The Wellington encounter will see Heaslip make his fifth successive start for Ireland and his first appearance against New Zealand at senior level.
Undaunted by the prospect, the Leinster back rower is eager to test his mettle against one of the top teams in world rugby.
"I don't think I've won against a Kiwi side at whatever level. I'm really looking forward to the challenge, trying to become the first Irish side to beat them," he told RTE Radio's Michael Corcoran.
"To do that, we've got to have our heads focused and know our jobs. We've only really got the squad together this week but we're in good fettle and will be well prepared."
Although agreeing that the pressure is off Ireland following their disappointing Six Nations campaign, Heaslip recognises that collectively the squad have a point to prove on this tour Down Under.
"No one really expects us to win (this weekend). No one is expecting big things from us. Maybe that's unfair considering the quality we have in the side, Munster won the Heineken Cup and ourselves at Leinster, we won the Magners League.
"There's two cups back in Ireland. We want to come down here and show people how and why we got those two cups. I'm sure the Ulster boys have a point to prove as well.
"We're all down here to prove a point and show that we are winners and hopefully that will come through on Saturday," he said.
Asked what he feels will be the key areas for Ireland's 21st clash with the All Blacks, Heaslip singled out the set pieces and the breakdown.
"Set pieces are going to be crucial, ruck time is going to be crucial. A team that gets good quick ball is always going to cause problems, we've got to get our backs good quick ball and slow down New Zealand's ball as well," the Kildare man admitted.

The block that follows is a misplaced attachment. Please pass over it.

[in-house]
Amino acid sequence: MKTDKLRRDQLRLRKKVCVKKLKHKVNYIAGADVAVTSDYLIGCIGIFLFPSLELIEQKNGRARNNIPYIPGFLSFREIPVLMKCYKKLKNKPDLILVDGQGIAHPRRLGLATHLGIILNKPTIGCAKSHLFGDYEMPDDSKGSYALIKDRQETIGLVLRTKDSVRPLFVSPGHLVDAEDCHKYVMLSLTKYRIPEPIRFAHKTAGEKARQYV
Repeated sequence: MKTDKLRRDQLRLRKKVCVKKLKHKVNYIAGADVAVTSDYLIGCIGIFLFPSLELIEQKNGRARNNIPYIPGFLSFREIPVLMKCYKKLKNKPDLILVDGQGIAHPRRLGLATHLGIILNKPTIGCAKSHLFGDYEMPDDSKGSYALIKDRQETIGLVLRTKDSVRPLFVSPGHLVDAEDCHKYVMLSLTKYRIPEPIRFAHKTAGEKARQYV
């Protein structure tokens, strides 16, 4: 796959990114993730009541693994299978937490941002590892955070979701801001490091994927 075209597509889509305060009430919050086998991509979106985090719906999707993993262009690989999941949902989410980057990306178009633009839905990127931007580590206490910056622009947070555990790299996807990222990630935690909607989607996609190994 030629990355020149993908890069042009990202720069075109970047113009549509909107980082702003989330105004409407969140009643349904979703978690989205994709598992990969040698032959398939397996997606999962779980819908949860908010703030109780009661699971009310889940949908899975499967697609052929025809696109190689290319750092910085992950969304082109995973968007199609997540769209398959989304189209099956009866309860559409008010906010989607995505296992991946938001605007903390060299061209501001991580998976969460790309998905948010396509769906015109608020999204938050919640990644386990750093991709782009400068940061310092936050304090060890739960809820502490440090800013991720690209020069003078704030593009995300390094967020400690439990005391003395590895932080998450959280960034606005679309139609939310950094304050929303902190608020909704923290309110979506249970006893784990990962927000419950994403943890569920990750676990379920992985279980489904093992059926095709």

"I think the team that makes the least mistakes on the night will win. Both ourselves and New Zealand are capable of punishing teams that make mistakes and that's the crucial thing."
Heaslip showed his form by dotting down twice in Ireland's 39-14 win over the Barbarians in Gloucester last week. But with the New Zealand players, who played under the Experimental Law Variations in the Super 14, having to readjust to the old laws on Saturday, what effect will that have on the game?
"I think we kinda got a little bit of a taster against the Baa Baas last week, against a few of the South Hemisphere boys. They're just wanting to run it more which is grand," Heaslip explained.
"I think it might be a little bit different at ruck time, I don't know. I think in general they're used to running it a lot more. Whatever happens, it will be a fast, open game I feel."
Facing a haka is always a special moment in an Ireland player's career, just ask Willie Anderson! Heaslip has experienced a haka on a couple of occasions before at underage and 'A' levels and will be honoured to do so again as a senior international.
"I've come up against the haka twice before. It's a pretty impressive thing in fairness. It's a great tradition in New Zealand rugby and world rugby.
"With all the different people giving out about having too many anthems, the fact that they can keep it and do it before games is great.
"It's an honour to stand up in front of it because it's a tradition that goes back many years. To face it at the top level now is a moment I'm going to cherish and I'm looking forward to it."
* Ireland fans will be able to listen to live commentary of Saturday's Test match from Wellington on RTE Radio (LW 252 and Radio 1 Extra), with Michael Corcoran in the commentator's chair. Former All Black Ian Jones will be the co-commentator.
Former Ireland internationals John Kelly and Conor McGuinness will be the panellists for RTE's 'International Rugby Special', which will be presented by Damien O'Meara. The programme begins at 8.10am on Saturday morning.